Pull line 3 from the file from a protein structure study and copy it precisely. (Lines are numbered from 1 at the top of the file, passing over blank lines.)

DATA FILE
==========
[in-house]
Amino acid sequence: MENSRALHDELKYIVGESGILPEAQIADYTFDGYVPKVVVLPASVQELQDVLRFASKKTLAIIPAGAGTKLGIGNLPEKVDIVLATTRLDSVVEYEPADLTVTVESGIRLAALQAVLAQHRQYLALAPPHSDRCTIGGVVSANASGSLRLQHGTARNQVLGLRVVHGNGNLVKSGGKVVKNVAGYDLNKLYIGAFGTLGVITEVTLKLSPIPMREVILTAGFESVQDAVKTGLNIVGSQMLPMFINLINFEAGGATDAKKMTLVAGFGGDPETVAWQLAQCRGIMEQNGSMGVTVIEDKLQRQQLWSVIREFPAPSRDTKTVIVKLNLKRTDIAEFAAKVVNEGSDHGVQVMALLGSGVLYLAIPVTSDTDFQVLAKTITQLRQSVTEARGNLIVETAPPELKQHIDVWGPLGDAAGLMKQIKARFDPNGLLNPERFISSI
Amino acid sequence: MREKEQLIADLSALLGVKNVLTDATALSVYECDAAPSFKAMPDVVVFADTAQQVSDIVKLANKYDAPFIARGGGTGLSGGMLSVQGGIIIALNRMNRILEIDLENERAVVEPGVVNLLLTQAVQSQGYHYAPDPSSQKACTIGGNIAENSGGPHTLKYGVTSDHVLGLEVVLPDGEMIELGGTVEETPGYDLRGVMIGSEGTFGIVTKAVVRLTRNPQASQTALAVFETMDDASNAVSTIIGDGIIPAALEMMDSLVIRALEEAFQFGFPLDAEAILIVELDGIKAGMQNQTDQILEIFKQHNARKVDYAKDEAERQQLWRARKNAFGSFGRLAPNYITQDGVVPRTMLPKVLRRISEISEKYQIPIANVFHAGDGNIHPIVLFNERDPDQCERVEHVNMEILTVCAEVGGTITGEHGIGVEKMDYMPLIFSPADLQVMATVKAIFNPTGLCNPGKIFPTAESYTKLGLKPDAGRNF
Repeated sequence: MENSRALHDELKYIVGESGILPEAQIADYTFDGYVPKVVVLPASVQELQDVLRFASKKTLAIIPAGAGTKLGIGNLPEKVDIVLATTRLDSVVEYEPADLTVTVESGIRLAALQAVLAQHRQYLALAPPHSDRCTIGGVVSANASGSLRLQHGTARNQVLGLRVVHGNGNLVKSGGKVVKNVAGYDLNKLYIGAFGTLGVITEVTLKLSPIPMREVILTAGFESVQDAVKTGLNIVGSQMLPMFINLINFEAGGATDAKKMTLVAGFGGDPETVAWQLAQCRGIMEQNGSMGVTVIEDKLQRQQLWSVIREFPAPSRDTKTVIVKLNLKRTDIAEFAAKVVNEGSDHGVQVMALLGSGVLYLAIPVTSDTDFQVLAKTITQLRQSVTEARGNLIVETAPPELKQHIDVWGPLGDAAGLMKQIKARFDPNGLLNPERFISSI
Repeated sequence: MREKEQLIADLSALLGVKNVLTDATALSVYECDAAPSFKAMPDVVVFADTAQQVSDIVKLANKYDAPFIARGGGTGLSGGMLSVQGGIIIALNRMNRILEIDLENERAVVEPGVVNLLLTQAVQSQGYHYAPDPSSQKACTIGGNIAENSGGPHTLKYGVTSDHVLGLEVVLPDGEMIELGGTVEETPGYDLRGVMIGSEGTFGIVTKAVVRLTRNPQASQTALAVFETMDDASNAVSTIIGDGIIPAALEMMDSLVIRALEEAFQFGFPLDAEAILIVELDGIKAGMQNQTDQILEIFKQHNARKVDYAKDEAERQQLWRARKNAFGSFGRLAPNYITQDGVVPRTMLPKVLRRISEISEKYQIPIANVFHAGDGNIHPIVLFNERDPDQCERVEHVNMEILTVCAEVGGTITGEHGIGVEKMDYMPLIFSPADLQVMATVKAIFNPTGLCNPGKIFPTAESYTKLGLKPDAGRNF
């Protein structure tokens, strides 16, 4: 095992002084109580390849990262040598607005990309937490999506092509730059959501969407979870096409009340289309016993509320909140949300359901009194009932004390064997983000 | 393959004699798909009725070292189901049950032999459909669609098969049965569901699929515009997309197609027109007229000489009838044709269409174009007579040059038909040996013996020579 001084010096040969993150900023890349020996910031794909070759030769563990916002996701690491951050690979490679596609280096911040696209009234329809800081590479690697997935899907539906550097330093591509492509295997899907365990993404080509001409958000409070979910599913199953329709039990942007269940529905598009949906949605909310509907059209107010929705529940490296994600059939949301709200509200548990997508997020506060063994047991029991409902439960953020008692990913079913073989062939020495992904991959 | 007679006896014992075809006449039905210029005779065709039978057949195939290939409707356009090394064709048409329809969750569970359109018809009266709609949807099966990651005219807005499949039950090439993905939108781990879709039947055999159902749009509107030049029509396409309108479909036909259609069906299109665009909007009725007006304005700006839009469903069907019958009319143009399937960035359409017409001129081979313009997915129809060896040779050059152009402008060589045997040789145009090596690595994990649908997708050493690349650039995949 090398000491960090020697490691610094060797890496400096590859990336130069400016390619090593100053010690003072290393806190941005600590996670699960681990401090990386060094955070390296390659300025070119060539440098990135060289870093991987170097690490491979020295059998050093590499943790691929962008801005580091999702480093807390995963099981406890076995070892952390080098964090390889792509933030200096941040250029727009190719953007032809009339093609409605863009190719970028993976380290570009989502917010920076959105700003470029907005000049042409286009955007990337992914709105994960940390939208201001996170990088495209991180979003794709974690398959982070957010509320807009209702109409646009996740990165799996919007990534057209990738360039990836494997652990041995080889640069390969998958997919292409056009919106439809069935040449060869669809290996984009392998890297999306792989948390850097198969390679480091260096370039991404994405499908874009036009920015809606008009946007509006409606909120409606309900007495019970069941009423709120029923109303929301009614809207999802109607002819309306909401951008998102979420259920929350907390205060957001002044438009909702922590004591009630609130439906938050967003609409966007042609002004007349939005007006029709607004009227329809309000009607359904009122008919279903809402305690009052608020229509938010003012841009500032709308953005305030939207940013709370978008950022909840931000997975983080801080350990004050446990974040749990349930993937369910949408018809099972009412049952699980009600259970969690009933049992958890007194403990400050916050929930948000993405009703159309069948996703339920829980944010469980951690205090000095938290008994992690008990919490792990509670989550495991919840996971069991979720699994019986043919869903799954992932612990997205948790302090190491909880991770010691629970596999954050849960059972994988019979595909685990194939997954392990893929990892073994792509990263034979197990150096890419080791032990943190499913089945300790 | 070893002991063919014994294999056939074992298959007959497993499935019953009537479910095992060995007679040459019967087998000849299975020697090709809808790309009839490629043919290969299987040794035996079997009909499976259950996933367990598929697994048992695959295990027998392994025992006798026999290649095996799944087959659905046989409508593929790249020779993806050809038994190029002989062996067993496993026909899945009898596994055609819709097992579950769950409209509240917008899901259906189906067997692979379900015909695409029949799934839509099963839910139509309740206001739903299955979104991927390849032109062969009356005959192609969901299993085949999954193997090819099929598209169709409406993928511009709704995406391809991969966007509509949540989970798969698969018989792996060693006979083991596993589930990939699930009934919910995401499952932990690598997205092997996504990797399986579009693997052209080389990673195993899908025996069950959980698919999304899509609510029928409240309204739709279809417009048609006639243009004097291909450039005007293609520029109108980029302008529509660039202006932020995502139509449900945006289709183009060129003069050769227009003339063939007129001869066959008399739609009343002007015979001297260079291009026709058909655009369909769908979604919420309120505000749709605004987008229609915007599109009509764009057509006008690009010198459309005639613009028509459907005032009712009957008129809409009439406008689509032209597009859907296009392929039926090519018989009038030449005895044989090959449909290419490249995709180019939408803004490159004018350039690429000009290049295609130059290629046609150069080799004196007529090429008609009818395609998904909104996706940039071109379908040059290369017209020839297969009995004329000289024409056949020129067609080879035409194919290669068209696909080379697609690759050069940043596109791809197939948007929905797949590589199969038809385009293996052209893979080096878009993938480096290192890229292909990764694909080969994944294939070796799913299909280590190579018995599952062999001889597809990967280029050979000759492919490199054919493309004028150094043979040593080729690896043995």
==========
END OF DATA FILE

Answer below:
Amino acid sequence: MREKEQLIADLSALLGVKNVLTDATALSVYECDAAPSFKAMPDVVVFADTAQQVSDIVKLANKYDAPFIARGGGTGLSGGMLSVQGGIIIALNRMNRILEIDLENERAVVEPGVVNLLLTQAVQSQGYHYAPDPSSQKACTIGGNIAENSGGPHTLKYGVTSDHVLGLEVVLPDGEMIELGGTVEETPGYDLRGVMIGSEGTFGIVTKAVVRLTRNPQASQTALAVFETMDDASNAVSTIIGDGIIPAALEMMDSLVIRALEEAFQFGFPLDAEAILIVELDGIKAGMQNQTDQILEIFKQHNARKVDYAKDEAERQQLWRARKNAFGSFGRLAPNYITQDGVVPRTMLPKVLRRISEISEKYQIPIANVFHAGDGNIHPIVLFNERDPDQCERVEHVNMEILTVCAEVGGTITGEHGIGVEKMDYMPLIFSPADLQVMATVKAIFNPTGLCNPGKIFPTAESYTKLGLKPDAGRNF